Lothstein concluded by saying the imagery and evidence collected at Fay’s home “amounts to a public social media propaganda campaign for the purpose of enriching the advocacy organization and publicizing its mission.”

If Fay triumphs there, the prosecution's evidentiary well would run dry. As Pinkus said, “The Supreme Court of New Hampshire would be saying that they entered on her property illegally and everything that took place on that day cannot be used in a retrial. The state would have no evidence.”

The civil matter is another matter. Fay wants money and a somewhat polished reputation. She wants to send a message to the HSUS, and it has nothing to do with grabbing dinner.

Pinkus, who’s based in Indiana, was recommended to Fay by her legal team, and the case will be heard, at a date to be determined, in Washington, D.C., because that’s where the HSUS is headquartered.

And the defense team, according to Pinkus and his filing, will address other matters. Those that add negative layers of paint to a canvas already steeped in misrepresentation.

The photos add an astonishing element here. Not because they show sad dogs living with disease in filthy conditions.

Rather, Pinkus maintains, they show mud, tracked into the house after a rainstorm the night before. Not dog feces, as was stated in court. He says Fay’s dogs, 74 in all, were forced to remain inside for 14 hours after the bust, without food, water or a chance to do their duty.

When asked if that meant the dogs relieved themselves inside, Pinkus asked, “Why wouldn’t they?”

When asked if Fay’s conviction and her failed appeal should be the most significant facts here, not chicanery against Fay, Pinkus said pretrial publicity on the internet made it impossible for his client to get a fair trial. References to Cruella de Vill in newspapers hardly aided her cause.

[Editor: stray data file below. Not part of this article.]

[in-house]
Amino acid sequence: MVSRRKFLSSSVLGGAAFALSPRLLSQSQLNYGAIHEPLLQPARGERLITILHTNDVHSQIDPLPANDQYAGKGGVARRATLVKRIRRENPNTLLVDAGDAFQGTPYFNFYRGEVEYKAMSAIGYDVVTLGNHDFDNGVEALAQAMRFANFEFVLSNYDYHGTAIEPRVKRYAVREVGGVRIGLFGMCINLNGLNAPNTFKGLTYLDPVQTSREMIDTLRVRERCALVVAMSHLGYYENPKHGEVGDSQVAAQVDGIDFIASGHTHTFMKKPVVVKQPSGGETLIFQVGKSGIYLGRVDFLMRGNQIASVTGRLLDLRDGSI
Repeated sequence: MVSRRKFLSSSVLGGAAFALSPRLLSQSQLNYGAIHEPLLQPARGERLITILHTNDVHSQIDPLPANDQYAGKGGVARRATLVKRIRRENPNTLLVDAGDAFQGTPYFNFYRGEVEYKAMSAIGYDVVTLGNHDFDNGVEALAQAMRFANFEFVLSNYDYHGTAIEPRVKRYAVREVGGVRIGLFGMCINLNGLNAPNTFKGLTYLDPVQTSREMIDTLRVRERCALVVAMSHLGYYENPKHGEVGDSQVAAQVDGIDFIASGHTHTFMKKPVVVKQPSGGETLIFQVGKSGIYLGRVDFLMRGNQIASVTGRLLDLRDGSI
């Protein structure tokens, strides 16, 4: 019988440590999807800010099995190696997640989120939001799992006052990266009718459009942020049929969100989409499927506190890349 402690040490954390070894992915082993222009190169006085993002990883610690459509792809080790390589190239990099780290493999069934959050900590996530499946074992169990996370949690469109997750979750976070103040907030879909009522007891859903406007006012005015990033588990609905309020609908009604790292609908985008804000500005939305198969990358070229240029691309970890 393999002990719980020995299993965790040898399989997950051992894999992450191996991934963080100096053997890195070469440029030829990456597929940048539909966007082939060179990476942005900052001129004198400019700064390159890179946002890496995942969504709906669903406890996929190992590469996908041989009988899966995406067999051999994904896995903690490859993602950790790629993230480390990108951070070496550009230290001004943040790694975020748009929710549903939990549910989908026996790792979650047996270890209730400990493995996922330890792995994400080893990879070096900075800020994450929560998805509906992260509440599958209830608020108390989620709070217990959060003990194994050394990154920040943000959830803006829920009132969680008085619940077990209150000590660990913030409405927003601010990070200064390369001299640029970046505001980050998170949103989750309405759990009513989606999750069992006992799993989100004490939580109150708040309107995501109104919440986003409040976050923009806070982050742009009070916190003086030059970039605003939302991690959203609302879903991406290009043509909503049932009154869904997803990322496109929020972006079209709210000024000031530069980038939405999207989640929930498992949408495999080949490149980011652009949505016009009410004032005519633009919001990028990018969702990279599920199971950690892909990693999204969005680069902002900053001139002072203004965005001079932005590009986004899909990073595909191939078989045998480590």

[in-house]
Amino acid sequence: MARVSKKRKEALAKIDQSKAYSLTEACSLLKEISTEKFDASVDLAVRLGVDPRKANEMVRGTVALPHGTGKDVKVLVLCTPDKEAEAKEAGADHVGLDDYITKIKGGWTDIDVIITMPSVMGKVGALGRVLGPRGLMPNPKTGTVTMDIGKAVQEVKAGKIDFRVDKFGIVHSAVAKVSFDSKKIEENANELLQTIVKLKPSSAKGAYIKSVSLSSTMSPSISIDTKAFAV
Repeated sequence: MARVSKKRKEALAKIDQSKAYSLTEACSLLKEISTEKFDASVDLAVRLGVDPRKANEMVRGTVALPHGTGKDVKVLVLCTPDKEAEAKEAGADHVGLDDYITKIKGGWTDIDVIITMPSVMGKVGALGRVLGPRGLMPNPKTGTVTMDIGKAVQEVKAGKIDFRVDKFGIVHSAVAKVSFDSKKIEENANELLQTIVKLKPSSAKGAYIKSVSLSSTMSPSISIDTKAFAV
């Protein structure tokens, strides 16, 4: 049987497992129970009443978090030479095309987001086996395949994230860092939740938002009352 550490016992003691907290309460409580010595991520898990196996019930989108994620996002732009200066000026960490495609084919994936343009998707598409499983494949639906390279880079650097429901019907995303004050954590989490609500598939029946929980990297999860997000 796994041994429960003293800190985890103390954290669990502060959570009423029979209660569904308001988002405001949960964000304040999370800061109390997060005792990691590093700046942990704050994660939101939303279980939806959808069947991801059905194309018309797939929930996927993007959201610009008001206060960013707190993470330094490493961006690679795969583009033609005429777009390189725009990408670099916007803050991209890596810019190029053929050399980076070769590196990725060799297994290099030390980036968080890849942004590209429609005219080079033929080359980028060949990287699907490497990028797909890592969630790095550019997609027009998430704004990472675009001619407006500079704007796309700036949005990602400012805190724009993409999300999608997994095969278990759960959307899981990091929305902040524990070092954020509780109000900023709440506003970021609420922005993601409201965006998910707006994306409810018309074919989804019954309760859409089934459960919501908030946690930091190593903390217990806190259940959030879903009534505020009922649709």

“It’s difficult for Tina to get a fair trial,” Pinkus said. “With social media and the publicity, people jumped on the bandwagon without knowing the facts.”

And those facts, Pinkus states, should change minds.

He downplayed often-heard criticism questioning the wisdom of caring for 75 dogs, each taller than a colt, all at once. He says Fay had become an expert breeder and caretaker, and she had a staff of three, enough to provide proper care.

One helper, though, was pregnant and left, and another took a higher-paying job, leaving Fay shorthanded, without time to hire replacements before the cops came in with guns out.

He says Fay suffered a knee injury and needed crutches, and that should factor into the conditions police and the HSUS found.

He says seven dogs died “while in HSUS’s possession, direction and control,” according to the court filing. He says two dogs died from bloating, caused by drinking too much water, and he says some puppies, born after moving to a nearby shelter, have disappeared. 

He says his client should not have to pay the $1.4 million fine she still owes. He says her name should be cleared.

Not smeared. That’s what he says the Humane Society is doing to Fay.

“The HSUS has been sued a lot,” Pinkus said. “Most of the cases have been settled. The HSUS has had to pay out a ton of money.”

Just wait, doubters.

You’ll see.